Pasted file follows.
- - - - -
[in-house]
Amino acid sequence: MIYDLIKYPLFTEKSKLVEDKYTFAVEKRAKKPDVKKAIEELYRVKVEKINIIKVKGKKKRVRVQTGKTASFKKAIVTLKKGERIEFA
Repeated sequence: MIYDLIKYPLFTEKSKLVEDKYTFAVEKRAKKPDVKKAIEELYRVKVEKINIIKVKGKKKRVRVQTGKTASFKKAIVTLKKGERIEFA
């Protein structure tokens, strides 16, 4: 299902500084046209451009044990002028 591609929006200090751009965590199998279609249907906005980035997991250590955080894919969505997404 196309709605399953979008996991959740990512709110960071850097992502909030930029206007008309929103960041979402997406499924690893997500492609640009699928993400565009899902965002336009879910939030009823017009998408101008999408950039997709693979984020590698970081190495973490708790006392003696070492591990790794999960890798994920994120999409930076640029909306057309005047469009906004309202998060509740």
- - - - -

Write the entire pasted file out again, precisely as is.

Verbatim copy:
[in-house]
Amino acid sequence: MIYDLIKYPLFTEKSKLVEDKYTFAVEKRAKKPDVKKAIEELYRVKVEKINIIKVKGKKKRVRVQTGKTASFKKAIVTLKKGERIEFA
Repeated sequence: MIYDLIKYPLFTEKSKLVEDKYTFAVEKRAKKPDVKKAIEELYRVKVEKINIIKVKGKKKRVRVQTGKTASFKKAIVTLKKGERIEFA
């Protein structure tokens, strides 16, 4: 299902500084046209451009044990002028 591609929006200090751009965590199998279609249907906005980035997991250590955080894919969505997404 196309709605399953979008996991959740990512709110960071850097992502909030930029206007008309929103960041979402997406499924690893997500492609640009699928993400565009899902965002336009879910939030009823017009998408101008999408950039997709693979984020590698970081190495973490708790006392003696070492591990790794999960890798994920994120999409930076640029909306057309005047469009906004309202998060509740």